I grew up outside of the church, in a non-denominational church. My parents didn't always live according to the faith (especially my mom). She used the name of religion [and Christ] to make me feel bad about myself- she abused me psychologically, spiritually, and physically. My dad didn't have any idea all it was going on (as my parents were divorced) until I was 16 (and it was apparent because she left marks that couldn't be covered).
So I was feeling uncertain of myself. Understandably so. I mean if I was of so little worth to my mom, then who was I? Enter Mormons. My best friend was a Mormon. She invited to YW activities. It was great to feel included and feel like part of a "real family" (because her family was always super accepting to me). I took the discussions eventually. Some if it made sense (because some of it does agree with traditional Christianity). Some of not so much, but I took the missionaries' challenge to pray about it. I felt good about it. So I thought it was the Holy Ghost. So I converted to Mormonism when I was 18. My family (my dad, my step mom, brother, and step-brothers) were all really supportive it. (My mom, not so much, but I really didn't care what she thought).
I lived the blissfully ignorant of TBM. I believed it all. I felt good about the story about Joseph Smith. I felt good about the Book of Mormon (but I had a hard time understanding parts of it and had difficulty retaining the information- but I figured that was my human error).
I met my husband (Sam) while visiting the same friend at BYU (I was checking out the school). I didn't get into BYU, but I felt like that's where I was supposed to be. So I moved to Utah with some friends of mine. I remet my husband not too long after moving there. We got engaged in Dec 2001, and married in July of 2002 in the Jordan River Temple. Only to find out years later that neither of us wanted to be married in the temple (we wanted to be married, just not in the temple), but that's what we were supposed to do and we were so afraid the other wouldn't want to get married if we said we didn't want that that we said nothing. (I didn't want to because my family couldn't be included, and him for the same reason- he was raised in the church, but his mom & dad were excommunicated and 3/4 of his brothers were to young to enter). I have to say the one thing that Mormonism has given me is my sweet husband. He really is my best friend. I can talk to him about anything. I'm truly blessed to find such a great guy.
He commissioned into the AF in 2004, and along the way we had our kids Bridgette (born in 2004); Anastasia (born in 2005); Leilani (born in 2007); and Deaton (born in 2010). We've been based in Maryland, Ohio, and now Florida.
We have always had (since being married) pretty open discussions about our beliefs. Things that bothered us in Mormonism. Being the temple ceremonies; lack of emphasis of Christ; stress of seemingly worshiping man (the prophet/ apostles); lack of time for family (because of all the added activities); etc.
Fast forward to Feb 2011. My husband was deployed to Afghanistan (our first deployment), leaving me and the 4 kids at home. I have a special needs kid (my eldest has high functioning autism), and 2 of my other kids have hypotonia (low muscle tone) so it's a challenge, even with him home to get them doing all they need to do be improving the ways they should be. But I did/ do my best. I asked (repetitively) for help. To be answered by muteness. I was the secretary in RS. Which was a very stressful calling. I asked to be released because it was just simply too much at the time. They refused. Repetitively. So I started questioning how could they miss that I wasn't just being humble? This is something I really needed. I talked to my husband (I hated dumping on him because really there was nothing he could do). I started questioning more. I looked at history (more), and trying to find evidence to find greater Mormonism true (so I could excuse the local leadership from missing it because of human error). The more I researched the more I became certain, that Mormonism was a hoax. Over time I talked to my husband, and he was coming to the same conclusions. He came back home in August 2011 (best day of my life).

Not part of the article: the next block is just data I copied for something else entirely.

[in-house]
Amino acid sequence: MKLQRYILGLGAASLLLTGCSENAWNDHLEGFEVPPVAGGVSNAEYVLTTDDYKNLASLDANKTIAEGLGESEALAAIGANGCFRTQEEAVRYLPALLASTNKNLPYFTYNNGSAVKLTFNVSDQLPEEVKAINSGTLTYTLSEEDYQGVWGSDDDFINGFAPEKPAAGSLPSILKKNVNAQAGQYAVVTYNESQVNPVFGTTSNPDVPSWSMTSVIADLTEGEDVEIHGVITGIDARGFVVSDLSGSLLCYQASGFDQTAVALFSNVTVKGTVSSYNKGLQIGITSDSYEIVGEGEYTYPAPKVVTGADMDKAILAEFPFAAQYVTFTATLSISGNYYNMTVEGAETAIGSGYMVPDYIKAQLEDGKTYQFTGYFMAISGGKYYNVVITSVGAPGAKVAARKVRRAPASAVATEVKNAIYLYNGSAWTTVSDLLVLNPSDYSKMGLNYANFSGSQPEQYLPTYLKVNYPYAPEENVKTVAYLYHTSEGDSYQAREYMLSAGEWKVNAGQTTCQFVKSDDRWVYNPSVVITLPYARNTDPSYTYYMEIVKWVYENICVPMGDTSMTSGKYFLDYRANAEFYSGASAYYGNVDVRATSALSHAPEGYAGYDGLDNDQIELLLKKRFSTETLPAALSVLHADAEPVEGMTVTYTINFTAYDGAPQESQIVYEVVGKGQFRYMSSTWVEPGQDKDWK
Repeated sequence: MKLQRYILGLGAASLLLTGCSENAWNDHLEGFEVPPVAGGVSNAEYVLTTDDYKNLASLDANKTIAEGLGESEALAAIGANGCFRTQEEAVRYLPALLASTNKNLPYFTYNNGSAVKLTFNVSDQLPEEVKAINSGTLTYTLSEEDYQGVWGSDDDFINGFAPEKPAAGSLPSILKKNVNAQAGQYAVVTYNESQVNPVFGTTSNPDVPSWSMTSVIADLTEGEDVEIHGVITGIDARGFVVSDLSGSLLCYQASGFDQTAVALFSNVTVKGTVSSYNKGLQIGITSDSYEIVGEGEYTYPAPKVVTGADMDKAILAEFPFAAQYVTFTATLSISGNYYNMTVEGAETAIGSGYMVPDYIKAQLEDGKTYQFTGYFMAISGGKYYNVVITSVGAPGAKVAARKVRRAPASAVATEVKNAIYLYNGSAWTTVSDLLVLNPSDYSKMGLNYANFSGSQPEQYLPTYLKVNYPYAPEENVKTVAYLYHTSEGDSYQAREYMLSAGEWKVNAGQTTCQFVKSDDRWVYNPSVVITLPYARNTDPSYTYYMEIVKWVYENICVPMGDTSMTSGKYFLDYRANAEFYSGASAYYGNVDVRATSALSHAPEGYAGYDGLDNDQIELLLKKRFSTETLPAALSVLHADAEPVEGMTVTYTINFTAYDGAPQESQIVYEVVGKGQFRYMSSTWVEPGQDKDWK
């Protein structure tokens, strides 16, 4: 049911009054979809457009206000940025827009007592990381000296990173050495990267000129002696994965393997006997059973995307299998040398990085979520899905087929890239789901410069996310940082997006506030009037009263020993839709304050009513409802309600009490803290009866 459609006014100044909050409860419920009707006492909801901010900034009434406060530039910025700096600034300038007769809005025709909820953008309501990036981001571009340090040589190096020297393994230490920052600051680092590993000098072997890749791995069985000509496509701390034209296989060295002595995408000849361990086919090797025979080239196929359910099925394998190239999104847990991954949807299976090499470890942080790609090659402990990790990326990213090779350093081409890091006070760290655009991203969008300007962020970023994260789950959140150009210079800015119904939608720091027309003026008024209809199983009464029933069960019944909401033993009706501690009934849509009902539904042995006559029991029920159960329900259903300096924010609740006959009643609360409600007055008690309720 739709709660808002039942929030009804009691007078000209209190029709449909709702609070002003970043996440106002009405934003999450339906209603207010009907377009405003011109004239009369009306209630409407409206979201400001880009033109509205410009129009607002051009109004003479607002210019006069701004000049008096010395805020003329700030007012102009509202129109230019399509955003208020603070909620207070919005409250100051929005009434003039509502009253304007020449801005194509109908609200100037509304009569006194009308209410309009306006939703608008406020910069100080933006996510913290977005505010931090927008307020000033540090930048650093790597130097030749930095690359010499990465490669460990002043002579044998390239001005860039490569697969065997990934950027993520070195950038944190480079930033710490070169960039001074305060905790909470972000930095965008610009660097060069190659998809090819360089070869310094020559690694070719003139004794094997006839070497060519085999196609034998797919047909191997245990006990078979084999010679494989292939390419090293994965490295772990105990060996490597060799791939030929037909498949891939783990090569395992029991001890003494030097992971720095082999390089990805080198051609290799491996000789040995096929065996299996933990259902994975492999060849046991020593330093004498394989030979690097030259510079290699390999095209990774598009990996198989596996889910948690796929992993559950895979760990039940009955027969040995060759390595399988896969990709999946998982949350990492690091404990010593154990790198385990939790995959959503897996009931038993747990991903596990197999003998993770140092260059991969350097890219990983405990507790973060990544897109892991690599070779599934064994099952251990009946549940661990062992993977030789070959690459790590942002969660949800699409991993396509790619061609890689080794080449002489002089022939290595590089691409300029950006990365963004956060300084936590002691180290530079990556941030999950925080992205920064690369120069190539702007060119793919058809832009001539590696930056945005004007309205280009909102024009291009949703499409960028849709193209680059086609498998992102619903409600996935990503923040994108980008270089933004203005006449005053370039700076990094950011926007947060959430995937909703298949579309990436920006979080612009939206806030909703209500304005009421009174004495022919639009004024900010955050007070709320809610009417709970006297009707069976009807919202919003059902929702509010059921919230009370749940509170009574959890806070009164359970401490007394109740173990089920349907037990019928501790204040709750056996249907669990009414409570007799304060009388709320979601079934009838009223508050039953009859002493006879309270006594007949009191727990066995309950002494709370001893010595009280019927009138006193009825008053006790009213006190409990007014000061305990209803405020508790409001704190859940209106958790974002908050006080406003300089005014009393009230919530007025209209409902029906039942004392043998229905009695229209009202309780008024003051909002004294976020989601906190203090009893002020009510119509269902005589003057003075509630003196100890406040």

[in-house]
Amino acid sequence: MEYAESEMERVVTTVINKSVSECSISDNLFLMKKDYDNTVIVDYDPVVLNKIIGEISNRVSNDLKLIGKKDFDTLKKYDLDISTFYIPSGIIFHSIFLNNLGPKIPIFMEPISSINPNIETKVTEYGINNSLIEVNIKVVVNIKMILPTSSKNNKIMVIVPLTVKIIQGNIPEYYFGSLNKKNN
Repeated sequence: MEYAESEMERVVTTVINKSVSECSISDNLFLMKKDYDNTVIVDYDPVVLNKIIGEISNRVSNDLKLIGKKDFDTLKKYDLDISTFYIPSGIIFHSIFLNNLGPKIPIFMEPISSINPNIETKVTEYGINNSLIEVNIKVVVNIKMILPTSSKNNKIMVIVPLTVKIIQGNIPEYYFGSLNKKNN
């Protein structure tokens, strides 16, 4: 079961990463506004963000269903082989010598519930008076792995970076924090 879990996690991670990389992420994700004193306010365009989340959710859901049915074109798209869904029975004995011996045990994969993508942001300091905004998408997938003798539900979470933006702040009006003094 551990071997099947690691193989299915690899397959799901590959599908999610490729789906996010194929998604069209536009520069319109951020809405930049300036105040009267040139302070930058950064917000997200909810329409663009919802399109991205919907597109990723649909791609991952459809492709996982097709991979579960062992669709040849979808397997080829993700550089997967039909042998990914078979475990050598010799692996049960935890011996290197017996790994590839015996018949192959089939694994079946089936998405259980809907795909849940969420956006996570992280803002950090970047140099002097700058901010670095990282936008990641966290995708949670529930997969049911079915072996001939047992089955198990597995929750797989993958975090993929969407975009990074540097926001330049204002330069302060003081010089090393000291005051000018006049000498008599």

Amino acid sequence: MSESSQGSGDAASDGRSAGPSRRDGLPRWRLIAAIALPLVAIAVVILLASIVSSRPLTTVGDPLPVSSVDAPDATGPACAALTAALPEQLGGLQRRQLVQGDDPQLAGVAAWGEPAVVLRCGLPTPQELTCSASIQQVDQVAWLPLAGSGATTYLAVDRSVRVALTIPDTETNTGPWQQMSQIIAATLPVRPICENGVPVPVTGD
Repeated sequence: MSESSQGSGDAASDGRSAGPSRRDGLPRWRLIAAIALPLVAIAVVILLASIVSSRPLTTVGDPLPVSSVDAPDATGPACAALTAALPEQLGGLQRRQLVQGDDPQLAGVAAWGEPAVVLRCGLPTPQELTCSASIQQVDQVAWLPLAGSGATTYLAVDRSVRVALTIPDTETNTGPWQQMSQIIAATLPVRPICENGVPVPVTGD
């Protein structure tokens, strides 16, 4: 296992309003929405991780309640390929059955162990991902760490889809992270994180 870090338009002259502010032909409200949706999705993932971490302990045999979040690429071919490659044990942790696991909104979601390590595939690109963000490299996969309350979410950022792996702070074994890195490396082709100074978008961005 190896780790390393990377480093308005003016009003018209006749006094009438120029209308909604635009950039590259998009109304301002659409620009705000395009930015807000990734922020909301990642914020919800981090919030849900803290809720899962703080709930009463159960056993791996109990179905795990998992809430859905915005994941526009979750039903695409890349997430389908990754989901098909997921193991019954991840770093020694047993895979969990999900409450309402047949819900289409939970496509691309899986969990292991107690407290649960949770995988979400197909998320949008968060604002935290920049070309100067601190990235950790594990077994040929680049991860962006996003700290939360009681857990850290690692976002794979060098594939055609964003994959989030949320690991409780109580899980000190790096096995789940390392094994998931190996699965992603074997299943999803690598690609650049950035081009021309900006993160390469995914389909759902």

We wrote our letter to remove our names in October, and it's good to be out. I feel like I'm still trying to dispel Mormon myths, lifestyle, culture things (not all of it, some of it is good). And trying to figure out what's true.
Congrats to both of you for getting out of this oft harmful "church"! Thanks for sharing your story.
How incredibly fortunate that you and your husband were together on this. That makes so much difference! Good luck to you and those kids -- even the sweetest child with HFA can be like having a few extra kids some days!
So true! Most days are good. She is a very smart, sweet little girl most of the time. But she still has a hard time with big changes (you have to talk her through it a lot- little changes most of the time she doesn't even bat an eye at). And she has a hard time with if she gets over stimulated (especially auditory). She's spunky and determined. Which is a blessing because when a teacher says she can't do something she takes it as a challenge and wants to go and do it. But then again it's a pain in the hiney when she's supposed to do/ not do something and she doesn't want do that. I'm grateful to have her (and all of my kiddos) even though sometimes they are a challenge.
Having a fantastic relationship with one's spouse is the greatest blessing anyone can have. I'm so happy you have this. I'm a lucky boy and married the greatest gal. Best of luck.
Glad to hear you and your husband are in agreement.